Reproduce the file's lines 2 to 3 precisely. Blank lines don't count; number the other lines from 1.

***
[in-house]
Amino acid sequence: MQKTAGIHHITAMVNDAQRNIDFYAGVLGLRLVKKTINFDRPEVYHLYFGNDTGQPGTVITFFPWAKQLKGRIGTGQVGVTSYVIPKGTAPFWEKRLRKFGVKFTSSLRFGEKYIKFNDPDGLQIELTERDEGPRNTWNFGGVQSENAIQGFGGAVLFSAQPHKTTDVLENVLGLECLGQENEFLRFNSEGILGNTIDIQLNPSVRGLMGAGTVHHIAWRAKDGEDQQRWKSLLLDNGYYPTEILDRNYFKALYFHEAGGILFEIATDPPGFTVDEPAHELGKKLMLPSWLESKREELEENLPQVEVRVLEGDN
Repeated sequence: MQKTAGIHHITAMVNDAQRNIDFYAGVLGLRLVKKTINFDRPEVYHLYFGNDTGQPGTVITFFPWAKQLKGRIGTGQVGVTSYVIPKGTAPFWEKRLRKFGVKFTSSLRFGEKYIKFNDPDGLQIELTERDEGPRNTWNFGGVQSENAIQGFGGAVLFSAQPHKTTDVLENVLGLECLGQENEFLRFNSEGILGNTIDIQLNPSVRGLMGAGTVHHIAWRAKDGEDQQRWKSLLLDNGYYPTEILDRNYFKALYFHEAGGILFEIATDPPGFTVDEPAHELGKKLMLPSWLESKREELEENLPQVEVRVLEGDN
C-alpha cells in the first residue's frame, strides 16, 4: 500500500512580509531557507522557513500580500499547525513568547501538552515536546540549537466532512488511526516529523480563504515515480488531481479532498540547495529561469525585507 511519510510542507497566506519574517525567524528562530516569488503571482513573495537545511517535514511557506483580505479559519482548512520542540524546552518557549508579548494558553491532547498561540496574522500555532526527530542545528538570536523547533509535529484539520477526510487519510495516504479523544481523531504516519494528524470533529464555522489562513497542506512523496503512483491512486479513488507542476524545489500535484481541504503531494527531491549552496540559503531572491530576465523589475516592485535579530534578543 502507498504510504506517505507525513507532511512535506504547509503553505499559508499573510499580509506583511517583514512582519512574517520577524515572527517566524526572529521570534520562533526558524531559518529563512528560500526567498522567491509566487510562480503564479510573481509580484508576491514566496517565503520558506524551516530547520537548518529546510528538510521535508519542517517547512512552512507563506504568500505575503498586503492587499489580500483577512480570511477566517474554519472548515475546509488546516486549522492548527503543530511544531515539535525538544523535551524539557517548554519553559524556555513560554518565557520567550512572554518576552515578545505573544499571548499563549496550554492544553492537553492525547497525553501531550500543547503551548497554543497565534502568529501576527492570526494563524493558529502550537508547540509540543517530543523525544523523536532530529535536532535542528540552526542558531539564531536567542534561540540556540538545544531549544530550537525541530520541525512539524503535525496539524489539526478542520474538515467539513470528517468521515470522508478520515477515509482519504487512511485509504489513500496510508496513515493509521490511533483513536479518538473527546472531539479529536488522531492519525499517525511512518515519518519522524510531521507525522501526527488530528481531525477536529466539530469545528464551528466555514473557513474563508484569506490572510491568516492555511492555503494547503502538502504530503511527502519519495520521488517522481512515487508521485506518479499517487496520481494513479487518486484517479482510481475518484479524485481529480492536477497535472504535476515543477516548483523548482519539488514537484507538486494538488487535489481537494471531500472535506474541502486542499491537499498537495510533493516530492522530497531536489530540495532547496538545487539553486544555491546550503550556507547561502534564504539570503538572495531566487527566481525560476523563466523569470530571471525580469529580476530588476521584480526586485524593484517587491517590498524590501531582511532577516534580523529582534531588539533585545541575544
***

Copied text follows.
Amino acid sequence: MQKTAGIHHITAMVNDAQRNIDFYAGVLGLRLVKKTINFDRPEVYHLYFGNDTGQPGTVITFFPWAKQLKGRIGTGQVGVTSYVIPKGTAPFWEKRLRKFGVKFTSSLRFGEKYIKFNDPDGLQIELTERDEGPRNTWNFGGVQSENAIQGFGGAVLFSAQPHKTTDVLENVLGLECLGQENEFLRFNSEGILGNTIDIQLNPSVRGLMGAGTVHHIAWRAKDGEDQQRWKSLLLDNGYYPTEILDRNYFKALYFHEAGGILFEIATDPPGFTVDEPAHELGKKLMLPSWLESKREELEENLPQVEVRVLEGDN
Repeated sequence: MQKTAGIHHITAMVNDAQRNIDFYAGVLGLRLVKKTINFDRPEVYHLYFGNDTGQPGTVITFFPWAKQLKGRIGTGQVGVTSYVIPKGTAPFWEKRLRKFGVKFTSSLRFGEKYIKFNDPDGLQIELTERDEGPRNTWNFGGVQSENAIQGFGGAVLFSAQPHKTTDVLENVLGLECLGQENEFLRFNSEGILGNTIDIQLNPSVRGLMGAGTVHHIAWRAKDGEDQQRWKSLLLDNGYYPTEILDRNYFKALYFHEAGGILFEIATDPPGFTVDEPAHELGKKLMLPSWLESKREELEENLPQVEVRVLEGDN